Archive for November, 2014

A couple of weeks ago, Ed decided to try one last time to find family members of the men. He located what he believed to be about five more sons, daughters, nieces, or nephews and sent out letters. So far, we have heard back from two: a nephew of James Grappo, who was from Ohio and died in 2003; and the daughter of Stanley Carlson: Cathy Jacobson, from Minnesota. After hearing from Ed, Cathy found her father’s photo album and sent us many good photos. As usual, her dad, like all our dads, failed to write names on the backs of most of them, so if you recognize a face, please do let us know (remember you can click on any image to enlarge it).

Stanley Carlson and buddy, Camp Shilo, Canada, February 1943

Stanley Carlson and buddy, Camp Shilo, Canada, February 1943


Supply section warehouse and office crew, Camp Shilo, Feb 1943

Supply section warehouse and office crew Camp Shilo Feb 1943



Stanley Carlson, leaving home in 1943

Stanley Carlson, leaving home in 1943

Carlson joined the unit in November 1942, just in time to enjoy winter in Canada with the unit. Perhaps being from Minnesota, his experience wasn’t the shock it was to all the Texas boys. He served the rest of the war with the 111th’s Supply Section, leaving Germany with the last group in late fall of 1945.


The photo below of Stanley greeting his wife upon his return home is a classic!

Carlson and wife, Lolly, reuniting, late 1945

Carlson and wife, Lolly, reuniting, late 1945


Unangst on left and Carlson in  Germany Feb 1945

Unangst on left and Carlson in Germany, Feb 1945

Unangst and Carlson on bike built for two Germany probably

Unangst and Carlson on bike built for two, Germany probably

We did immediately recognize one familiar face: Roland Unangst’s!



We had a nice phone chat with Cathy the other day. She said her dad–again, like most of the others–never talked much about the war. After coming home, he started a printing company that became quite successful, and one of her brothers runs it now. Stanley went to work at his business every day until he died in 2012 at the age of 94.Center man is Stanley Carlson in front of church Stanley Carlon on right Fort Dix possibly Carlson on right perhaps Fort Dix Carlson in center standing others unknown Fort Dix maybe Reichelsheim, Germany train station 1945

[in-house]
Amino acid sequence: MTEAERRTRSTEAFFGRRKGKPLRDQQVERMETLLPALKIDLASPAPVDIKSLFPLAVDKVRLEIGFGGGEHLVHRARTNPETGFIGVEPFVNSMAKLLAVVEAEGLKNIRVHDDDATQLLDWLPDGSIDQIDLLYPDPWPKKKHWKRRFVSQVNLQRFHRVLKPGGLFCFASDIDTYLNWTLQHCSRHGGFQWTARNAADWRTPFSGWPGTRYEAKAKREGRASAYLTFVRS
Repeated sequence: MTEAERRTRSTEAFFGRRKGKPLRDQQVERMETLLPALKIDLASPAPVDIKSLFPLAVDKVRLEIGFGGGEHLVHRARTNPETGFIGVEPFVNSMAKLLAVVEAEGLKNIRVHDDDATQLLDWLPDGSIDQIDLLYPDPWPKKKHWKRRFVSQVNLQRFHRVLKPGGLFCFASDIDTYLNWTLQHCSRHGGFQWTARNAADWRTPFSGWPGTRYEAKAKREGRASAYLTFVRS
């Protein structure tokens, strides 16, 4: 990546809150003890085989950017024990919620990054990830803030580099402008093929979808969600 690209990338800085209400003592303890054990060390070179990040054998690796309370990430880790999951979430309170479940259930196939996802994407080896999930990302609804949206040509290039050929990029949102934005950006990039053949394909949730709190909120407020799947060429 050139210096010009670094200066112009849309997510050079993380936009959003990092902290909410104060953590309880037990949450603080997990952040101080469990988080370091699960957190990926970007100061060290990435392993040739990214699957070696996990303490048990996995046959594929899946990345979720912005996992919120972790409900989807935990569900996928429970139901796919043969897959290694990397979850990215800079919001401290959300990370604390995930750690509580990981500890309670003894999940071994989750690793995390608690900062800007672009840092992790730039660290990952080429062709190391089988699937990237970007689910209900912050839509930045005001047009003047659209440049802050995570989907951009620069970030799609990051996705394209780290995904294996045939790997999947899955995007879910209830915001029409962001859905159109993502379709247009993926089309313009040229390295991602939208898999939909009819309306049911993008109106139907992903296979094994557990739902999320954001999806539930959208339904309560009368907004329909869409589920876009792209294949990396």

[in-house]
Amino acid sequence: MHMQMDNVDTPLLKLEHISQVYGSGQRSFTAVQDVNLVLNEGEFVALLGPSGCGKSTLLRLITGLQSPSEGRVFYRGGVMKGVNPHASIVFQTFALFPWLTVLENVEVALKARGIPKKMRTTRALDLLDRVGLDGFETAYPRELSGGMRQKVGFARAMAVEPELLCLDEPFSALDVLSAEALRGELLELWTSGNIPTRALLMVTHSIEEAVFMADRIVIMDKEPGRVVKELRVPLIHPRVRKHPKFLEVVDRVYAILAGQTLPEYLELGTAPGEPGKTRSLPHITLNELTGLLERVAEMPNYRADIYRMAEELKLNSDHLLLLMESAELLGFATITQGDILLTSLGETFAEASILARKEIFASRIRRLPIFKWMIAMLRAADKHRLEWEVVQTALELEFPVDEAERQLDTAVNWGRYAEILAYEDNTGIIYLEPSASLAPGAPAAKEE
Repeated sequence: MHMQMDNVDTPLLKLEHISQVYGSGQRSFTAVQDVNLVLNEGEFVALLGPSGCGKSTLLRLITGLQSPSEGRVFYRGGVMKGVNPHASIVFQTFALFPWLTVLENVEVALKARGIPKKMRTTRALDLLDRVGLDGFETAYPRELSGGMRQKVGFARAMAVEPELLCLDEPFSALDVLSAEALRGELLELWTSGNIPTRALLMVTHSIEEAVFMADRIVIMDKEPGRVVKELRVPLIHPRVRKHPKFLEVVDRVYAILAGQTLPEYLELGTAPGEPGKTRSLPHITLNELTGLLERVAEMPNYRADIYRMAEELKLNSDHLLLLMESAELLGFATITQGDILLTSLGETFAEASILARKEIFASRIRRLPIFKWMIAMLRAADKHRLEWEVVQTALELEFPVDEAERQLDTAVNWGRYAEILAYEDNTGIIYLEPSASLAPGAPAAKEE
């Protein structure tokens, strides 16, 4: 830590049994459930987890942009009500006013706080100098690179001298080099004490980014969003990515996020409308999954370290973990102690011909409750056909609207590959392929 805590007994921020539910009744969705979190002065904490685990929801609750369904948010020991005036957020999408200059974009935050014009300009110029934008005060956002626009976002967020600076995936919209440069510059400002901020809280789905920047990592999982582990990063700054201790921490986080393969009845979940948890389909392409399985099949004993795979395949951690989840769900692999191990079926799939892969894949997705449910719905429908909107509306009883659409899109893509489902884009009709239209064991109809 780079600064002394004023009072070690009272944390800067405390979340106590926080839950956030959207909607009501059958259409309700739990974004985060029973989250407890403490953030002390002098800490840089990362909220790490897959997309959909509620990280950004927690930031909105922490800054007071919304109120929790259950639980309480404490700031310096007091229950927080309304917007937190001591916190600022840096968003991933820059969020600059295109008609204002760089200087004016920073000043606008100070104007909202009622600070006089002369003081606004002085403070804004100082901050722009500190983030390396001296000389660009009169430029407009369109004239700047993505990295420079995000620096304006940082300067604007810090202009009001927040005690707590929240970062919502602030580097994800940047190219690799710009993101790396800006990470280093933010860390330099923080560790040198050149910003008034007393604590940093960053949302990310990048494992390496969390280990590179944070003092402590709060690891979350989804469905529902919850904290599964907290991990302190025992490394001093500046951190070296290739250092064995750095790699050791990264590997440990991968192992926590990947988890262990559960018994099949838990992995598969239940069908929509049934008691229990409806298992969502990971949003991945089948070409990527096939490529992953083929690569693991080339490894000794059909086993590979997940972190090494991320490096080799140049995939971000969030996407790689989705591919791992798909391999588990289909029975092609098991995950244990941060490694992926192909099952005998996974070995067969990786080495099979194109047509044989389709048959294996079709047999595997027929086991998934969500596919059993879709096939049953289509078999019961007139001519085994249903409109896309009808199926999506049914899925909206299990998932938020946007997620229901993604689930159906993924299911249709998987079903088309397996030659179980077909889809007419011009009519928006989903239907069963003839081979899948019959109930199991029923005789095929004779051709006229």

Roland Unangst, 1944

Roland Unangst, 1944

It may interest you to know that the “Memories of Roland Unangst” page on this website (at the top, under “Memories of the Men”) consistently ranks as one of the blog’s top-viewed pages. Since Ed and I started this project 14 months ago, Unangst’s memoir has been visited nearly 700 times by people from all over the world. We thank his children for sharing it with us.

For Veterans Day this year, I thought it would be fitting to reproduce a portion of it here. He wrote the following to his grandchildren in May 1997 to explain to them the meaning of Memorial Day.

“Without remembrance, sacrifice is meaningless. All Americans need to recall, on special occasions, the untimely deaths of their fellow countrymen during wartime. Far too often, the entire nation takes for granted the freedoms all Americans enjoy. Everyone should remember those freedoms were PAID for with the lives of others few of us actually knew. That’s why THEY are all remembered on one very special day. It’s kinda like the national debt that can only be truly paid for by each and every American. By honoring the nation’s war dead, we preserve their memory and thus their service and sacrifice for future generations.

I am lucky. I served our nation in a time of need and went on to enjoy life, wife and family. And after 75 years it is easy for me to remember ALL who served, regardless of the conflict or the year. They all had one thing in common–love and loyalty to country. Did you ever stop and think about the goals they achieved? I find that I am kinda bonded to ALL who made the greatest sacrifice possible–giving one’s own life, so those of us who still live–ARE FREE. A simple means of paying tribute, pausing for a few moments of personal silence, is available to one and all.

Attending a commemorative ceremony is the most visible way of demonstrating remembrance: placing flags and flowers at grave sites and wearing buddy poppies are yet other examples of showing your thanks. It’s the thought that counts. And do help instill the remembrance in the young.

As America’s 12 million war veterans fast disappear from the landscape, there are fewer and fewer left to carry the torch of remembrance. Such traditions will live on only if there is a special movement to which that torch can be passed.